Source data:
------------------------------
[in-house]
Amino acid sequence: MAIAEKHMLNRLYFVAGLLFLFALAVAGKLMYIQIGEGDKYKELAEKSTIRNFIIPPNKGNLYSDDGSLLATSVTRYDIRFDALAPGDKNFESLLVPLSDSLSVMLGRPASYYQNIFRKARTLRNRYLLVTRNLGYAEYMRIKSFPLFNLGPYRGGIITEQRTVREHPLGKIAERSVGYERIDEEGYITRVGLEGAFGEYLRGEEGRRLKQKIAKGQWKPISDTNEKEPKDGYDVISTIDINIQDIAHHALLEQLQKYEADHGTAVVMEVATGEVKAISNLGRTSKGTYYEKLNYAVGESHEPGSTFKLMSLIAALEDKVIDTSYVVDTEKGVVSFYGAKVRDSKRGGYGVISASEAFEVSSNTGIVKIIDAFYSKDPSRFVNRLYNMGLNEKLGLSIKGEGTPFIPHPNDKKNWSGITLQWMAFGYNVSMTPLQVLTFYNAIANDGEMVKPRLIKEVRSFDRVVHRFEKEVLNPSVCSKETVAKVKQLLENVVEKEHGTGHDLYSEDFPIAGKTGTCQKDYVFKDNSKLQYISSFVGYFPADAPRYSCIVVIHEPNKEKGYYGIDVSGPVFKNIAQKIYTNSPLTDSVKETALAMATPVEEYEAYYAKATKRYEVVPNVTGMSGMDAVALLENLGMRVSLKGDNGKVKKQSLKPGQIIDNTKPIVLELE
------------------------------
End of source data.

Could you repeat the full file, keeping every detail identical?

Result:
[in-house]
Amino acid sequence: MAIAEKHMLNRLYFVAGLLFLFALAVAGKLMYIQIGEGDKYKELAEKSTIRNFIIPPNKGNLYSDDGSLLATSVTRYDIRFDALAPGDKNFESLLVPLSDSLSVMLGRPASYYQNIFRKARTLRNRYLLVTRNLGYAEYMRIKSFPLFNLGPYRGGIITEQRTVREHPLGKIAERSVGYERIDEEGYITRVGLEGAFGEYLRGEEGRRLKQKIAKGQWKPISDTNEKEPKDGYDVISTIDINIQDIAHHALLEQLQKYEADHGTAVVMEVATGEVKAISNLGRTSKGTYYEKLNYAVGESHEPGSTFKLMSLIAALEDKVIDTSYVVDTEKGVVSFYGAKVRDSKRGGYGVISASEAFEVSSNTGIVKIIDAFYSKDPSRFVNRLYNMGLNEKLGLSIKGEGTPFIPHPNDKKNWSGITLQWMAFGYNVSMTPLQVLTFYNAIANDGEMVKPRLIKEVRSFDRVVHRFEKEVLNPSVCSKETVAKVKQLLENVVEKEHGTGHDLYSEDFPIAGKTGTCQKDYVFKDNSKLQYISSFVGYFPADAPRYSCIVVIHEPNKEKGYYGIDVSGPVFKNIAQKIYTNSPLTDSVKETALAMATPVEEYEAYYAKATKRYEVVPNVTGMSGMDAVALLENLGMRVSLKGDNGKVKKQSLKPGQIIDNTKPIVLELE